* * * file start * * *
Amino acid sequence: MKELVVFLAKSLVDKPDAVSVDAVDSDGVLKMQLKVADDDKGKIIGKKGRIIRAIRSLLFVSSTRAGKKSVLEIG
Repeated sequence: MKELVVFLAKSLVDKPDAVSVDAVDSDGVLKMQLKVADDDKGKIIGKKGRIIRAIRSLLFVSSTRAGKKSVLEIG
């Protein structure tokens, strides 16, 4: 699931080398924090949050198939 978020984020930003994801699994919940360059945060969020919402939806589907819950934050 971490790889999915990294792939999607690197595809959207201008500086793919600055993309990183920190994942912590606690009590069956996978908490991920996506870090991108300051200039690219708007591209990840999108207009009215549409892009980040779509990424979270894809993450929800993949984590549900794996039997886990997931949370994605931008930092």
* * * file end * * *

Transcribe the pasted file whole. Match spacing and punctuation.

Amino acid sequence: MKELVVFLAKSLVDKPDAVSVDAVDSDGVLKMQLKVADDDKGKIIGKKGRIIRAIRSLLFVSSTRAGKKSVLEIG
Repeated sequence: MKELVVFLAKSLVDKPDAVSVDAVDSDGVLKMQLKVADDDKGKIIGKKGRIIRAIRSLLFVSSTRAGKKSVLEIG
């Protein structure tokens, strides 16, 4: 699931080398924090949050198939 978020984020930003994801699994919940360059945060969020919402939806589907819950934050 971490790889999915990294792939999607690197595809959207201008500086793919600055993309990183920190994942912590606690009590069956996978908490991920996506870090991108300051200039690219708007591209990840999108207009009215549409892009980040779509990424979270894809993450929800993949984590549900794996039997886990997931949370994605931008930092």